Samsung is forever toxic period because of how they handled this. It would have been one thing if they actually FIXED the problem but two recalls and ultimately killing a product because they screwed up not once but twice shows massive incompetence.

        • Max

          “Samsung confirmed that it would permanently shut down production of the troubled phone after initially saying it was “temporarily adjusting” its schedule.”

          Credit :

          Who is the idiot now ?

        • thepanttherlady

          You made OP’s point. They’ve ended the Note 7, not the Note series.

        • Mike

          Samsung said its stopping production of the Note 7 not the Note series

        • gmo8492

          Call me what you want but I have every right to speculate based on legitimate concerns that the Note name may not be used again. I originally said that it will be rebranded as something else since they can no longer follow the current naming scheme because people will be reminded of the Note 7. No need to be emotionally invested in a muti-billion dollar company.

      • noh1bvisas

        see my post, with link, above

        • Mike Simon

          Yeah, soooo, I don’t see where they are killing the Note line, just the Note 7. Do you really think Samsung knows at this point if they will call the next one the Note 8 or not?

        • MadJoe

          That’s what I’m thinking, it isn’t completely unthinkable that they’ll rebrand it to lose the stigma, but the Note line has been so successful it isn’t exactly like they have to do that. I’d buy a Note8 in a heartbeat.

          I honestly think the problem with the battery was Samsung reaching the end of being able to pack any more density into lithium based batteries. The S7/S7 Edge was it, and, if they’re smart, they’ll dial it back to that point and trudge on.

        • Mike Simon

          I would also buy the Note 8 as soon as it comes out. If they said I could fix the Note 7 I would keep mine.

        • noh1bvisas

          i didn’t say the note line was dead.

        • Mike Simon

          I did read it. I said I didn’t see that Samsung said they are killing the Note line. Obviously you are jumping to conclusions.

        • noh1bvisas

          and once again, i didn’t say the note line was dead.

        • Mike Simon

          I guess I just didn’t understand what you meant when you said they will kill the note line. My bad, have a nice day.

        • noh1bvisas

          no problem ;)

  • Mike Simon

    I’m still trying to get T-Mobile to fix my bill from the first recall. Even though I have all the paperwork, they claim my loaner phone is not in their system so I have been billed the full amount for that one. On top of that they charged me full price for the replacement Note 7 instead of it being financed.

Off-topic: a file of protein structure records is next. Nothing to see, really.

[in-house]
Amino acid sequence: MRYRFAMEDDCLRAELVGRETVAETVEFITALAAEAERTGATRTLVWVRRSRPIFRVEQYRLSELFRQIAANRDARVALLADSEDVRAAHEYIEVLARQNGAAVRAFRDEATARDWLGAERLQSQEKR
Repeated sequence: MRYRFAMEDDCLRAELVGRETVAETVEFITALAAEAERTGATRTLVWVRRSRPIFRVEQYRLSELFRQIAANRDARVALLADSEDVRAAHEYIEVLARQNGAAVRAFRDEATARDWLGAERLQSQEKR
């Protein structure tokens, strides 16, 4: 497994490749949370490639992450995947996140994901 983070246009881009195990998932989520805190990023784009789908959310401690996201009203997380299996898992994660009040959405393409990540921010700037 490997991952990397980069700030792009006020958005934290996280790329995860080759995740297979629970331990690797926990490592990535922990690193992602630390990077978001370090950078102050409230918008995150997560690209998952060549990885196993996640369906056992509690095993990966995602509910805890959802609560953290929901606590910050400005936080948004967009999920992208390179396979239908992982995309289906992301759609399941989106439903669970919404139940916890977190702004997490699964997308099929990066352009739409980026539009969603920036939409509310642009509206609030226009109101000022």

• noh1bvisas

    the note 7 is officially dead:

    “Samsung Electronics Co Ltd scrapped its flagship Galaxy Note 7 smartphone on Tuesday less than two months after its launch, dealing a huge blow to its reputation and outlook after failing to resolve safety concerns.”

    www dot reuters dot com/article/us-samsung-elec-smartphones-idUSKCN12A2JH

  • MattPortland

    What a shame. It really is/was a nice device.

  • Bradley Karas

    Can’t believe LG wouldn’t seize this opportunity and move up the sale of the V20

    • JJCommonSense

      Yea but who would want that? I had a G4 the only thing nice about that phone was the camera. LGs operating system is like the poorman’s Touchwiz

  • Paul Garrison

    Where does this leave T-Mobile? They hedge all their bets on Crapple and Sammy. Their phone lineup is weak.

    • Opportunity

      Thankfully, we have other great options, like the Moto Z Play, Oneplus 3, and Axon 7. I just wish T-Mobile would let B12 phones work on VoLTE for ALL devices that support B12.

      • Paul Garrison

        That’s true, but none of these are through the carrier.

  • Paul Garrison

    It would cool if LG or Sony would step up their game.

    • vplaza

      Had a Sony Z3. Good phone. But I’d need to see more of a commitment from them to the US market to consider another Sony.

    • Jose M

      Yea, LG shot itself in the foot with big price tag on the V20.

  • Ascertion

    I can see LG and maybe even HTC get some market share with this. I think another big winner will be Huawei. If only HTC started advertising their devices. As a result of this fallout, I can see the S8 being rushed to the shelves (ie: late Feb/early March.) and when the next series of Note come around (it will probably be rebranded as Galaxy S8 Plus, or Pro), they will offer heavy incentives to purchase to regain customer loyalty, such as BOGOs and other freebies.

  • JayBEE

    This Note 7 owner has yet to receive any communique from T-Mobile or Samsung to power down or return said replacement device. But I will definitely return it. LG V20 here I come, here’s to hoping I can switch to JOD from Jump…

  • Which is really at fault, the battery or the phone?

  • A-Squared

    So what about JOD customers? Refund for money paid into the device?!